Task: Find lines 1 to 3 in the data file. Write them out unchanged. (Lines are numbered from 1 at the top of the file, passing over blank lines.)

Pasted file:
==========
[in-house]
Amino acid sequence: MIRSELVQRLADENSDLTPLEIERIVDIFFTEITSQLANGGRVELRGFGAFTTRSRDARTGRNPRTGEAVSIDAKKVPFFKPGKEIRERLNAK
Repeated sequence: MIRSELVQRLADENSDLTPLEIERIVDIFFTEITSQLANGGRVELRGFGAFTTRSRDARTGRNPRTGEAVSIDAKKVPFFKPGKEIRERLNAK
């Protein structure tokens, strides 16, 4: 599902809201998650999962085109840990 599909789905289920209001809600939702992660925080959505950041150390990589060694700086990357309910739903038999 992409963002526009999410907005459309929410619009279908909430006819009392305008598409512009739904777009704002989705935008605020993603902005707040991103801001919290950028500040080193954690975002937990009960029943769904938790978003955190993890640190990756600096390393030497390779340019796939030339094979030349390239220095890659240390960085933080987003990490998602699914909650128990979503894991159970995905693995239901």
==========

[in-house]
Amino acid sequence: MIRSELVQRLADENSDLTPLEIERIVDIFFTEITSQLANGGRVELRGFGAFTTRSRDARTGRNPRTGEAVSIDAKKVPFFKPGKEIRERLNAK
Repeated sequence: MIRSELVQRLADENSDLTPLEIERIVDIFFTEITSQLANGGRVELRGFGAFTTRSRDARTGRNPRTGEAVSIDAKKVPFFKPGKEIRERLNAK